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Court Rejects Public Access in Ohio Child-Custody Case

November 5, 1990

WASHINGTON (AP) _ The Supreme Court today left intact a ruling by Ohio’s highest court in a nationally publicized child-custody case that said the public has no right to attend juvenile court proceedings.

The justices, without comment, rejected a Columbus, Ohio, newspaper’s arguments that the Constitution requires most juvenile court hearings to be public.

Lawyers for The Columbus Dispatch argued that past rulings establishing a public right to attend criminal trials even over a defendant’s objections should be extended to juvenile court proceedings as well.

But the Ohio Supreme Court ruled that ″juvenile courts differ significantly from courts of general jurisdiction.″ It added that juvenile proceedings ″are usually private″ and their records confidential.

The dispute grew out of a ″surrogate mother″ contract in which Richard and Beverly Reams hired a woman to have a child for them.

The woman, who was artificially inseminated with sperm from an unrelated donor, gave birth in early 1985 to Tessa Reams. The Reamses took custody of Tessa when she was a day old.

The couple filed for divorce two years later, and both sought custody of Tessa. The custody issue was not resolved as part of their divorce, and in 1987 Mrs. Reams, then known as Beverly Seymour, sued her ex-husband seeking permanent custody of Tessa.

While the suit was pending, Ms. Seymour turned to the national news media in the hope that such exposure would help her maintain custody.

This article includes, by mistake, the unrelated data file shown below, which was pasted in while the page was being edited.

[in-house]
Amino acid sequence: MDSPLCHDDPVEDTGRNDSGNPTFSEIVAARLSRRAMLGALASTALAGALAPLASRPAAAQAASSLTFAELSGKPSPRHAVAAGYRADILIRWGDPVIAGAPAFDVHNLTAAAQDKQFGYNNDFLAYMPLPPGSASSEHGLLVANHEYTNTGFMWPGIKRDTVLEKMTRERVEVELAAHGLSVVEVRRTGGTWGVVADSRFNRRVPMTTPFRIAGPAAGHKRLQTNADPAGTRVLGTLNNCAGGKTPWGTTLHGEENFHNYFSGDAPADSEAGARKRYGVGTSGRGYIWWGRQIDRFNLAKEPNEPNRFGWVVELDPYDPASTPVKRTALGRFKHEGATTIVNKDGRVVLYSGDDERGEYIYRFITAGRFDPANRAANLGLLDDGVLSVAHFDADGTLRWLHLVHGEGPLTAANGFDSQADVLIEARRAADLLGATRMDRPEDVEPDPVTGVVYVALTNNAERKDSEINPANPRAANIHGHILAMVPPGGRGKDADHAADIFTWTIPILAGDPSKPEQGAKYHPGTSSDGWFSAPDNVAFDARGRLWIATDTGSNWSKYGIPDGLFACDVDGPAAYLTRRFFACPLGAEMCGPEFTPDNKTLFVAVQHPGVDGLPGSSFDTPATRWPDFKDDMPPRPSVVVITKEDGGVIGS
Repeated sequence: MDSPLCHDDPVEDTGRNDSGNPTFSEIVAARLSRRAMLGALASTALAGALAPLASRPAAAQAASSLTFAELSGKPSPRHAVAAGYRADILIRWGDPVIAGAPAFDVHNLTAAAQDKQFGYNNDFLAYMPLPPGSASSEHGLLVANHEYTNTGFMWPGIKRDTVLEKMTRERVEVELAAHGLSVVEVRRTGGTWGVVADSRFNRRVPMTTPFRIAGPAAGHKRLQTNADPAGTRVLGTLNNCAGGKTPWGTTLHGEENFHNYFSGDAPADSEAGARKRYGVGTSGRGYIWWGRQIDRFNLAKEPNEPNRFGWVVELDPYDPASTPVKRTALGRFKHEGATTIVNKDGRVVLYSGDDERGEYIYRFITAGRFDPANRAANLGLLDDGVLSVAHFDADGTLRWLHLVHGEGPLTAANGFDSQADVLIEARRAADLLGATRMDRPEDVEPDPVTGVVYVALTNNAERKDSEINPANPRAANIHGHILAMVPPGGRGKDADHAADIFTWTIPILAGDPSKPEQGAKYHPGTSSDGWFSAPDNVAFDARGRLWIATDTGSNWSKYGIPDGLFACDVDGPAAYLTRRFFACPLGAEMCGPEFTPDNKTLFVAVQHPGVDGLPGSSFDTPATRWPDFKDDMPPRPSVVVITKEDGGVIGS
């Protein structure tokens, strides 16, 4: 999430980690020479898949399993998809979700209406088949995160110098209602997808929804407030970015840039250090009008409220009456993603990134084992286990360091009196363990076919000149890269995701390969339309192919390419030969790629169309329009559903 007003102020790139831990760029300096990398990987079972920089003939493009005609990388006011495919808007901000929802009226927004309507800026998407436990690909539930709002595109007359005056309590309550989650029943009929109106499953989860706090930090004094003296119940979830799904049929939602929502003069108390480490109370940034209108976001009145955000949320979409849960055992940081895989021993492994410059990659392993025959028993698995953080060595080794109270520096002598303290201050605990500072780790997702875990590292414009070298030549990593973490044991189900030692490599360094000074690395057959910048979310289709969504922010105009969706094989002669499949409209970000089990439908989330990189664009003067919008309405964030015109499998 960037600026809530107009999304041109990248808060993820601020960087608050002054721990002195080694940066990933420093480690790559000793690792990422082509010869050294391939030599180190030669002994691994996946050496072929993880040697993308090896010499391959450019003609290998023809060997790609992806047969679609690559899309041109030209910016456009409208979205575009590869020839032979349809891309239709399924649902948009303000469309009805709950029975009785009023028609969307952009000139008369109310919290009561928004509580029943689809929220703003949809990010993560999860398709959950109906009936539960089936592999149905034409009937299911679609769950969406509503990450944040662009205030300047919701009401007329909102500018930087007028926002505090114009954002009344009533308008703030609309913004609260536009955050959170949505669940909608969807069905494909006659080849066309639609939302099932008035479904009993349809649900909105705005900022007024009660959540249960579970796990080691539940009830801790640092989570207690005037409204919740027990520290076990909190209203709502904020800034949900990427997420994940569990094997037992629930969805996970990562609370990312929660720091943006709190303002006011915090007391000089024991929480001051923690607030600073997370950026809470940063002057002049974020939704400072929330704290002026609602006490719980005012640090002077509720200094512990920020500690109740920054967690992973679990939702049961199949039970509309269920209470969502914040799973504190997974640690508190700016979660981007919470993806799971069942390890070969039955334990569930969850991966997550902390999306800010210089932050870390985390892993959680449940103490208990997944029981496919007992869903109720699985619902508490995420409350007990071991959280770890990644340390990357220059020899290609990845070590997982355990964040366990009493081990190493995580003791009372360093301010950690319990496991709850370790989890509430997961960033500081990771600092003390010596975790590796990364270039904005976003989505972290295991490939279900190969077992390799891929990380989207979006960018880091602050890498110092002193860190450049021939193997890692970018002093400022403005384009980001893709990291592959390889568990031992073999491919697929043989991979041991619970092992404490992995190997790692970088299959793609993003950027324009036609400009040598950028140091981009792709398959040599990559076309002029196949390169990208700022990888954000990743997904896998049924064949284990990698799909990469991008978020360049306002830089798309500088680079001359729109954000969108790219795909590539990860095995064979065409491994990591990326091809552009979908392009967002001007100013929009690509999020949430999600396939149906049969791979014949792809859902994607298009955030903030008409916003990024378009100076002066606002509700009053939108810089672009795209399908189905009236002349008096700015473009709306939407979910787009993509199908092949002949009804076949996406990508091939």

″I’ve been Tessa’s mother in fact for four years and I’m living in terror that the court’s going to take her away and put her up for adoption with some strangers,″ Ms. Seymour was quoted as telling The New York Times early last year.

Because of such publicity, the child’s court-appointed guardian sought to exclude the public and news media from all hearings on Tessa’s future. The guardian also sought a ″gag order″ under which Ms. Seymour would be barred from discussing the case with news reporters.

Franklin County Juvenile Court Judge Ronald Solove ordered the custody hearings closed to the public and issued the gag order against Ms. Seymour.

A state appeals court blocked enforcement of both orders, ruling that they unduly interfered with what it called a constitutional right of public access to juvenile courts.

But on appeal, the Ohio Supreme Court last June said the appeals court was wrong.

The state court said such proceedings may be closed to the public if there is a reasonable chance the child could be harmed by public access and if the potential for harm outweighs the benefits of public access.

After the state Supreme Court’s ruling, the custody hearing over Tessa was conducted in secret last August. Custody was awarded to Richard Reams.

When Reams went to his ex-wife’s home in Ashville, Ohio, a week later to pick up Tessa, Ms. Seymour allegedly shot and killed him. She has been charged with murder in the case but has not been tried.

After the killing, Judge Solove granted a request by The Columbus Dispatch and released the record of the August custody hearing.

But lawyers for the newspaper said the legal dispute is not moot because it could arise in another case.

The case is The Dispatch Printing Co. vs. Solove, 90-431.